I'm really new at this whole gardening thing. My mom was always pretty bad at it, and as I tend to kill house plants, I always figured I'd be bad at gardening too. And I live in a pretty hostile environment for the kind of gardening I grew up with. When I was a kid, my mom and dad tilled up a square of rich, black soil in our Minnesota backyard. They grew squash and zucchini and things like that. Once, my mom ordered strawberry plants to try. She planted them upside down. It didn't work out.
(These are German Strawberry tomatoes - an heirloom variety. I bought the plant already situated upside down in a hanging pot, so we could get some immediate and encouraging results)
When we moved to Florida, it seemed that the sandy, acidic soil and constant presence of bugs and other pests turned the practicality of a backyard garden into an expensive hobby for people who liked to experiment with extreme techniques.
(My pink lemon tree finally has a few blossoms. It dropped all its buds last year when we put it in the ground. That's to be expected, I guess. But it sure took forever to bloom and we thought that it might not make it.)
And I pretty much never gave it another thought. My mom was bad at it, the conditions were stacked against me, I don't like to get dirty or sweat...my list of reasons to avoid gardening went on forever. But Andrew's science class planted gardens this year. He came home one day carrying one extra, orphaned jalapeno plant and a handful of beet and radish seeds. We let him de-grass a small square of our yard (ha! as if we had any grass in the sandbox we call our "back yard") and plunk his treasures into the ground.
The weirdest thing happened. They bloomed.
They sprouted little baby peppers. They survived two freezes and continued to bloom. I made some salsa with them. We ate the radishes up in a salad. It was very satisfying. And we really hadn't done much "special" work with them. And I started to think, "I can do this."
So, I spent some time reading about small-space gardening and stumbled into some interesting concepts. Square Foot Gardening and growing upside-down vegetables and using trellises in unthinkable ways (cantaloupes and pumpkins!) and urban homesteading and...and...and...I think I stumbled into something I love.
(The lettuce is almost ready for our first salad)
(baby beets - isn't that red just beautiful?)
And I think I love it because it isn't just another hobby for me to do alone, curled up and lost inside my own head.
Because I knew why my mom wasn't a good gardener, I knew why I wouldn't be a good gardener. She's not patient, and neither am I. I give up too easily sometimes. I lose interest when I don't see results. I get tired of the drudgery, the sameness of watering and weeding. Some people find beauty in routine. I do not. So, I asked my husband to help me. My patient, rock-steady husband. He was born, I think, to bring balance to the universe as a counterpoint to me.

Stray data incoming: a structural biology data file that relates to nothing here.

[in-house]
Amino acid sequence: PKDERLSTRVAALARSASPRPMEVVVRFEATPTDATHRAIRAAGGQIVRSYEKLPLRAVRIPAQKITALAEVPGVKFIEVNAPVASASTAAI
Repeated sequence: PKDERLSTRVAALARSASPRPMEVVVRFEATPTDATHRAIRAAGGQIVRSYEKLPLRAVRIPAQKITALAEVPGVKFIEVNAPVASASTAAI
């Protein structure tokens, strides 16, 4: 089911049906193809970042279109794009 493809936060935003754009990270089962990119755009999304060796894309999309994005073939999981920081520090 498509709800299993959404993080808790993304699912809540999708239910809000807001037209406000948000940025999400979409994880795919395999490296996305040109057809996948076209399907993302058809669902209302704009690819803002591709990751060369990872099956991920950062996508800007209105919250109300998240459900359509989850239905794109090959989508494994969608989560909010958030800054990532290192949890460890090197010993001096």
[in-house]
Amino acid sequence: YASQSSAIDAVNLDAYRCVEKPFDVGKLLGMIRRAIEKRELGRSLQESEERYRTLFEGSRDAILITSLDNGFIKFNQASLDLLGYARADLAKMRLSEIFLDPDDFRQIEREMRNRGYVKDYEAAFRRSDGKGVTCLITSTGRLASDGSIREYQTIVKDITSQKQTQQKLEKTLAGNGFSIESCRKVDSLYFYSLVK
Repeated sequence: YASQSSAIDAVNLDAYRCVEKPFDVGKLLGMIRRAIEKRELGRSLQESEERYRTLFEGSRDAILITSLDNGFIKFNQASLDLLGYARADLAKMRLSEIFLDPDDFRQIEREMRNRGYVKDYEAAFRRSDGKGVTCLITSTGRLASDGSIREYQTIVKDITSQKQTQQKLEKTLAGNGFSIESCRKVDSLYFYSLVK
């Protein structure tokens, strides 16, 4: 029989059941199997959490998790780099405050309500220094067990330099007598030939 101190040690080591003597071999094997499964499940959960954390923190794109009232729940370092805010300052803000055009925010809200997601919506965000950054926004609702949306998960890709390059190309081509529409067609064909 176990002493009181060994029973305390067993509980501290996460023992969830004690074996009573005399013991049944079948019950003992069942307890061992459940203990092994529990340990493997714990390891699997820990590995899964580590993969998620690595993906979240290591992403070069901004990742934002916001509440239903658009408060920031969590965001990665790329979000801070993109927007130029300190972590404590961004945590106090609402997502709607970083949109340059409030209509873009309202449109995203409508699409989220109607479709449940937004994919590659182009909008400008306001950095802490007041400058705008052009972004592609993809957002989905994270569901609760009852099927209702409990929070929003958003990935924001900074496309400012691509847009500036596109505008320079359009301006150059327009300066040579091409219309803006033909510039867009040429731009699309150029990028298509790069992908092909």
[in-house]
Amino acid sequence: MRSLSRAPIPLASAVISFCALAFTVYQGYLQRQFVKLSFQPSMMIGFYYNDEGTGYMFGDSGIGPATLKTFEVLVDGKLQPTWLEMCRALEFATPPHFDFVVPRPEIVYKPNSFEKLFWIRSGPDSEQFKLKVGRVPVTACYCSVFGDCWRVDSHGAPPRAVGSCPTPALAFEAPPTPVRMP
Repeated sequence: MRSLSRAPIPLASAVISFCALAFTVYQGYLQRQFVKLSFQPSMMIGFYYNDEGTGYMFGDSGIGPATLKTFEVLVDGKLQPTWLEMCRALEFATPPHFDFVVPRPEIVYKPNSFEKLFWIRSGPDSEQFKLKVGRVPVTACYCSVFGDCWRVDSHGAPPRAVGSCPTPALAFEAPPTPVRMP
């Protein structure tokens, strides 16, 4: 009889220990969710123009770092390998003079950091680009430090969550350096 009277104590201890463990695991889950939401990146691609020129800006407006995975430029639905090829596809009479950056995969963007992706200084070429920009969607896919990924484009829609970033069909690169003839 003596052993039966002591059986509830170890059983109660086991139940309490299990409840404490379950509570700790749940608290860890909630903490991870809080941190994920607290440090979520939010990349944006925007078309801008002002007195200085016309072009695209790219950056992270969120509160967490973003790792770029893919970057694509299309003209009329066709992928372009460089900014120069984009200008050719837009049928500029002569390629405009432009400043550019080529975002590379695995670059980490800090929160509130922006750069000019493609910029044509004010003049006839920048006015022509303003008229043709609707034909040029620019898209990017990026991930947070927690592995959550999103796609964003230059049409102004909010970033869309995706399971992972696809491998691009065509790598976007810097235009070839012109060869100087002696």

We are complete opposites, and to say we have few common interests is an understatement. That isn't usually a problem - we get along just fine. (Have you seen how hot he is? Dang.)
But sometimes, a girl aches to feel like she has a partner in something.
I have tried to pull him alongside me on many adventures. After a while, I just get tired of tugging and go my own way while he shakes his head at me and smiles a bit. But this time? He said yes. He's been out in the yard building supports for me to hang my upside-down veggie pots. He's remembered to water when I would have forgotten. He even held my hand across the dinner table on Saturday when we didn't make it to the nursery to finish buying plants.
I cried because I'd had some money for it on Saturday and knew I wouldn't have money for it next Saturday. And then it'd be weeks before we had a free Saturday for plant-buying and then it would be too late in the season.
He held my hand and he told me it was okay - that doing this as a family was important to him too. That we could go Sunday instead, even though we really didn't have time. We would make time. And that meant so much.
My Left Brain says that these are just some plants and I will probably kill some of them and be very frustrated with the process of growing food sometimes. But my Right Brain says this is connection and independence and life.
And we did go Sunday. I bought two fig trees and a whole lot more tomatoes. We will be swimming in tomatoes. And all the buds and blooms and tiny veggies that are filling up my pots and making my neighbor's bees very happy give me an odd sense of hope. I'm not a natural optimist. I have to work really hard at it. But I think I understand now why people who garden are really crazy about it.
(Thank you, Susan, for pointing me to that wonderful little nursery. I could spend hours browsing his 200 varieties of tomatoes! And it was such perfect timing that he has been growing his veggies exactly how I wanted to grow mine - upside down - and could hand me all the advice I needed to get started!)